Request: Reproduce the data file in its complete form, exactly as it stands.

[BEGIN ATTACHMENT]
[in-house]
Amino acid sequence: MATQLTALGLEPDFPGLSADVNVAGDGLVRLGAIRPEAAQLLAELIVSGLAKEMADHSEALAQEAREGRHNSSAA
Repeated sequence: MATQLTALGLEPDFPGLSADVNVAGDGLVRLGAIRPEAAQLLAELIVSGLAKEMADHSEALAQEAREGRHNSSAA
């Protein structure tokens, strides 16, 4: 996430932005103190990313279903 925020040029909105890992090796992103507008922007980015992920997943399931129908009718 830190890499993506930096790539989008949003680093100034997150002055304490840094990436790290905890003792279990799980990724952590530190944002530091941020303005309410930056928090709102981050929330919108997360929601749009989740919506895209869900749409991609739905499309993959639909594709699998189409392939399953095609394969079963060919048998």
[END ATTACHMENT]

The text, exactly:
[in-house]
Amino acid sequence: MATQLTALGLEPDFPGLSADVNVAGDGLVRLGAIRPEAAQLLAELIVSGLAKEMADHSEALAQEAREGRHNSSAA
Repeated sequence: MATQLTALGLEPDFPGLSADVNVAGDGLVRLGAIRPEAAQLLAELIVSGLAKEMADHSEALAQEAREGRHNSSAA
């Protein structure tokens, strides 16, 4: 996430932005103190990313279903 925020040029909105890992090796992103507008922007980015992920997943399931129908009718 830190890499993506930096790539989008949003680093100034997150002055304490840094990436790290905890003792279990799980990724952590530190944002530091941020303005309410930056928090709102981050929330919108997360929601749009989740919506895209869900749409991609739905499309993959639909594709699998189409392939399953095609394969079963060919048998």